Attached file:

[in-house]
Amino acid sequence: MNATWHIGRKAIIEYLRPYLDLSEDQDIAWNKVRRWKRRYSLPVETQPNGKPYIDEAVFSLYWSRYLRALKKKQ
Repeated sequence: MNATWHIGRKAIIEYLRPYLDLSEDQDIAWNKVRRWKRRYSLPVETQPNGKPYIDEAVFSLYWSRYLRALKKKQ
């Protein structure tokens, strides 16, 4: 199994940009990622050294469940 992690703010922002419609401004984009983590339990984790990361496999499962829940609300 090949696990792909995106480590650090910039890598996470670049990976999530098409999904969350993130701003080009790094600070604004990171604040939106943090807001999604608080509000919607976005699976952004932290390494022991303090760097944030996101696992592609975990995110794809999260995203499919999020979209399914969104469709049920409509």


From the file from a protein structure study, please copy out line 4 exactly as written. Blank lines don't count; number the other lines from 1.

């Protein structure tokens, strides 16, 4: 199994940009990622050294469940 992690703010922002419609401004984009983590339990984790990361496999499962829940609300 090949696990792909995106480590650090910039890598996470670049990976999530098409999904969350993130701003080009790094600070604004990171604040939106943090807001999604608080509000919607976005699976952004932290390494022991303090760097944030996101696992592609975990995110794809999260995203499919999020979209399914969104469709049920409509």